Digital claims transformation brings a raft of benefits for insurers and customers alike. Stuart Riddell and Shaiwal Mathur explore how to put digital claims transformation plans into action.

Claims transformation can help future-proof your business and establish a more customer-centric approach. The additional data it brings can garner insights that drive innovation, inform product design and meet emerging customer expectations. You can also reduce claims cost and optimise indemnity payments through improved risk management, better fraud detection and reduced claims leakage. We’ve talked about the benefits of claims optimisation previously, but how do you get the ball rolling and put it into practice?

Starting points for transformation

Firstly, you need to know what 'good' looks like in digital claims transformation. That includes a clear definition of the target end state, claims success factors and key performance indicators. These need to be fully aligned to your wider organisational strategy and your ESG goals. Next, you need to acknowledge that getting to that target state will require a fundamental rethink around how your claims processes work. Starting with your desired customer outcomes, work your way backwards to figure out what your underlying processes and team need to look like.

Legacy infrastructure may be one of your most immediate challenges, and it’s important to set a clear strategy for your legacy stack. That includes plans to build or buy new technology solutions, transform existing ones, or retire complex and out-of-date systems. You’ll also need to think about how your core systems will interact with each other or with third-party systems or suppliers. Streamlining your architecture will help manage your data more effectively and establish good quality control processes. Ultimately, you need to consider how these systems will affect the customer journey, and any potential impacts for the consumer.

The next question is: how do you measure success and monitor progress? You’ll need to establish effective benchmarks to measure success, against your peers and against customer expectations. Measuring benefits of the work to date will help establish a future investment plan, with a strong business case, so you can continue to adopt new technologies such as machine learning and blockchain.

Getting the right balance

Most insurers have made in-roads in their digital claims journey, but there’s still a long way to go. Insurers tend to follow a mix of phone and online notifications. Decision-making processes are mostly done by humans, with a small number being automated – and this can lead to inconsistent outcomes for customers. When it comes to processing, firms often use a combination of system or back-office automation, including robotic process automation (RPA). At this point there can be a disconnect between insurer and supplier technologies leading to occasional discrepancies or disruptions. Some legacy systems also prevent firms from big leaps in progress because they simply aren’t fit for purpose anymore.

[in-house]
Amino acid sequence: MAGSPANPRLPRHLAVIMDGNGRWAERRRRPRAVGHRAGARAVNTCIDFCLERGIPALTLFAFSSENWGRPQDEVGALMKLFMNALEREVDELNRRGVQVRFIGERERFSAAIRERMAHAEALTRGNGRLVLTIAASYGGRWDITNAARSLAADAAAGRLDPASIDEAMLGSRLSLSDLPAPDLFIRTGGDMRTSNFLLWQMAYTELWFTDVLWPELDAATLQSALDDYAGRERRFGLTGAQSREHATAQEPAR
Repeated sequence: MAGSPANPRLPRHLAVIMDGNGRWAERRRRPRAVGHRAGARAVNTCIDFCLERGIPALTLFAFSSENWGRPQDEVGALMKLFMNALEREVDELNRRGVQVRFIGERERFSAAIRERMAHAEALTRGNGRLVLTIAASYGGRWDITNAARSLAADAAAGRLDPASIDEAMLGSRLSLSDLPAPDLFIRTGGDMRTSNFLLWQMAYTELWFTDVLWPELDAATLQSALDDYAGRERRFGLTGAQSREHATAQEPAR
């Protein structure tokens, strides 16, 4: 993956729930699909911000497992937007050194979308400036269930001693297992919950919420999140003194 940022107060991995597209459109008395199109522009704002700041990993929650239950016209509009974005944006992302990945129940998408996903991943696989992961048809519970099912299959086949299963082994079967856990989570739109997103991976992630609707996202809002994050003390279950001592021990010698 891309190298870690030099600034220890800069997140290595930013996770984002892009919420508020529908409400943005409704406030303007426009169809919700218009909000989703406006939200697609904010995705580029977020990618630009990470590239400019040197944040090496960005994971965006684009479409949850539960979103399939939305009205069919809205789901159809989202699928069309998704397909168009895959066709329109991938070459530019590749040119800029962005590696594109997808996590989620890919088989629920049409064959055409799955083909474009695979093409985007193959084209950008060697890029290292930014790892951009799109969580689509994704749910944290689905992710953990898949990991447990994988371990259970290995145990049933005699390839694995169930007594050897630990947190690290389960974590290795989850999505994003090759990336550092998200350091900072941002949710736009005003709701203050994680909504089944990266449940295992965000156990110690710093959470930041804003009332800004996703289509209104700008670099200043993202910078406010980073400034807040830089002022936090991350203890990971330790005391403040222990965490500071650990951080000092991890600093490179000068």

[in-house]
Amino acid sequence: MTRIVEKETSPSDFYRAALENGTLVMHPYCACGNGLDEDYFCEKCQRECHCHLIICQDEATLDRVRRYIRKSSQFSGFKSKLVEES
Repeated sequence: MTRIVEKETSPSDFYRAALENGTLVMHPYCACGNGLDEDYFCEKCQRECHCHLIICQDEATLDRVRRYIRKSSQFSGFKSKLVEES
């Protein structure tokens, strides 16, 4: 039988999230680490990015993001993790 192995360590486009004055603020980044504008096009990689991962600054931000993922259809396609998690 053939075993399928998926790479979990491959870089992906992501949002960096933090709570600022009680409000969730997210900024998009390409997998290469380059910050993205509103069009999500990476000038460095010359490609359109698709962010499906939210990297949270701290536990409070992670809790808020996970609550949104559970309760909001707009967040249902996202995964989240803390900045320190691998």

Ideally, you want to get to a point where the vast majority of your claims are online, to improve consistency and reliability. The small remainder – more complex policies and claims details, for example – would be dealt with by a human by phone, although automation can still support this process with suggested claims outcomes or reserving.

Once the decision has been made, all processing would be automated through a mixture of machine learning, RPA and third parties within your supply chain. This includes claim validation, enhanced fraud detection and identifying trusted customers.

How to get started today

To get started, you can establish your target end state and assess where you now sit against that. A gap analysis will identify key activities for your transformation roadmap and help you create a project plan to initiate change in line with your budget.

It’s also important to take a holistic approach, and look beyond technology to understand the impact on people and processes. Doing so will help align the changes to your strategy and values. Implementing long-term, sustainable change takes time, so you need to make sure you’ve considered the impact on your customer, your team and user adoption.

For further insight and guidance on claims automation, contact Stuart Riddell.